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Having a blast

Shotgun sports offer off-duty fun and firepower for all abilities

Apr. 30, 2009 - 03:55PM   |   Last Updated: Apr. 30, 2009 - 03:55PM  |  
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After I missed the third of three targets, shotgun shooting expert and coach Geoff Leighton got right in my grill and put his sport into pithy perspective.

"Stop aiming, you're not in the Marine Corps anymore," he said. "This is not about aiming. It's about pointing. So point!"

With that, he mounted his own gun, barked "Pull!" to one of his colleagues, and instantly blasted a fluorescent-orange clay pigeon to smithereens. A cloud of lead shot slammed into the clay target 40 yards up and to our right, just as Leighton had planned — and pointed.

"Look at your target," he offered with an English brogue as he spit a still-smoking red tube from the shotgun's chamber. "Stop lining up the gun."

After applying that essential truth — and forsaking years of precision marksmanship training — the afternoon got markedly more fun.

"Pull." BLAM. "Pull." BLAM. "Pull." BLAM.

The only thing better than seeing the clay carnage: listening to the distinctive metallic sound of the shotgun cocking.

Shuuuk shuuuk.

Call me hooked.

Fast learning, rapid rewards

If you're looking for a new off-duty challenge, shotgun sports are worth a try.

They're fun, exciting and relatively inexpensive — better still, your local morale, welfare and recreation team may have a range on base (or post).

Don't expect a familiar distance-range-type experience. Forget the running and gunning, too.

Whether it's skeet, trap, sporting clays or another of the many games — and yes, they are each unique — shotgunning is not precision marksmanship, nor is it a combat course.

"It's a dynamic, reactive sport," Leighton said. "It's like a lot of ball sports. It's as much mental as it is physical."

It's also a sport in which nearly anyone — even those with physical handicaps — can quickly gain some level of competence. Others will rapidly excel. Rare is the shooter who follows instruction and shoots Maggie's drawers on this range.

The hurdle any novice must quickly get over is the fear of the unknown. The roar of a 12-gauge can have that effect on you.

"You can come in absolutely raw and we're going to quickly get you comfortable with the gun and hitting targets," said Leighton, a former Vietnam-era Royal Air Force flight lieutenant. In addition to being a defense contractor, he's a competitive shooter and teaches safety and shooting classes at the Bull Run Regional Park (Va.) Shooting Center in suburban Washington, D.C.

His fellow coach, Dennis Peacock, is retired and a former soldier. He's also a competitive shotgun shooter. But this is anything but an old guy's game.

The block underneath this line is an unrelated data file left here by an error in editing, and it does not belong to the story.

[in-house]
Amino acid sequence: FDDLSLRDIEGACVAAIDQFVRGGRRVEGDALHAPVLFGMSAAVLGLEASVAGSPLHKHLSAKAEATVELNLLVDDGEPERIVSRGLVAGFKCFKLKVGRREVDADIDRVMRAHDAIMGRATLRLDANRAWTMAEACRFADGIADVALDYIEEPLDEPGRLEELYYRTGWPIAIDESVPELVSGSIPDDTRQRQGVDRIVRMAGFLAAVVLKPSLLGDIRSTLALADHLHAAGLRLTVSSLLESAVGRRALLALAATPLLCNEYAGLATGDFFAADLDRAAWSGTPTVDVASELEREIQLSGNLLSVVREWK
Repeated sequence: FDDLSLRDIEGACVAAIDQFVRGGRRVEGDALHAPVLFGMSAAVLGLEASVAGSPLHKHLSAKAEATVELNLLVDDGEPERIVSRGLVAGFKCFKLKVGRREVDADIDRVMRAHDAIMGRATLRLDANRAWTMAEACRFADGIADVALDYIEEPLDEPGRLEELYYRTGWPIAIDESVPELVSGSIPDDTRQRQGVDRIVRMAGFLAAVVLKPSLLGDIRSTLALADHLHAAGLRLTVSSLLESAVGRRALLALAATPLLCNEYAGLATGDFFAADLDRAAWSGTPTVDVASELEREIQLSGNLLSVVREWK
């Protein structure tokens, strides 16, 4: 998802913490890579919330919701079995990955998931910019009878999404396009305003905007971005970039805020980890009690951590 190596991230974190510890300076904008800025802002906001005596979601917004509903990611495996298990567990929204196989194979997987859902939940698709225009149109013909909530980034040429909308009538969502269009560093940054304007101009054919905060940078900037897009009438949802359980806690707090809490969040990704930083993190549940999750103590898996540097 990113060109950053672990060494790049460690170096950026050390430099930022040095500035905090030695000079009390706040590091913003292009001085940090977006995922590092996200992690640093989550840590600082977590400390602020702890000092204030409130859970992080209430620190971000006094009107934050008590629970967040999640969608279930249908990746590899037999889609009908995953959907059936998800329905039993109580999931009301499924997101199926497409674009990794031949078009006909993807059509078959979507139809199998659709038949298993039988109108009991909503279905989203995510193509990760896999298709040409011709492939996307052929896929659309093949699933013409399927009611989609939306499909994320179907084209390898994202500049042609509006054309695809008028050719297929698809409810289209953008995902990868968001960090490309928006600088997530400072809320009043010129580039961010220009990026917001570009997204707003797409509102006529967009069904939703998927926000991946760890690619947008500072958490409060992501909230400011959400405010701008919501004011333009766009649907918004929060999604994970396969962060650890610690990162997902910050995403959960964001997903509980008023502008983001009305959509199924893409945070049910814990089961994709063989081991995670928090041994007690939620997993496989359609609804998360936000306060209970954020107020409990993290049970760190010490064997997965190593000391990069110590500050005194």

"You do not have to be a hunter to have fun and excel at this sport," Peacock said. "We get all types, sizes and shapes. It's addictive."

Those who muster the moxy to hit the range are quickly rewarded for their courage.

"Initially, you'll miss a lot of targets, but you'll get past it," Peacock said. "Pretty soon you'll be competing."

Read and react

Lesson No. 1: Call it "shooting clays," not "skeet shooting." That's because skeet is skeet, trap is trap and sporting clays are best described as golf with guns.

After an hour of familiarization and instruction, I was soon busting clays on the five-station, single trap house range. The trap machine — covered by the trap house — oscillates left to right within a 35-degree arc, and you never know where in that arc the target will emerge. Waiting for and watching the clay "pigeons" as they come slinging out of the trap house will send your adrenaline soaring and force you to act as much with instinct as technique.

Therein lies the beauty of the sport.

"It's not like simply looking at the rear site and the front site and squeezing the trigger," Peacock said. "You're forced to look at the target, not line up the gun. ‘Marksmanship' is not a term we use out here."

The terms they do use, however, are motivating.

"Be aggressive," Peacock urged with a wry, knowing smile. "Be instinctive. And go kill those targets. Kill 'em!" Λ

Lessons learned

• Don't mix ammo in your pouch.

• Over/under guns are more accurate — and more expensive.

• Your belly button should face square with the target.

• 70 percent of your weight should rest on your front foot.

• There's not a lot of lateral movement. It's mostly vertical.

• Follow-through is key.

• Lead is everything.

• Choking is not a bad thing in this sport. A choke is the device that sets the pellet spread pattern.

• A semiautomatic gun has less recoil and is ideal for beginners.

• Double-barreled guns are the bomb.

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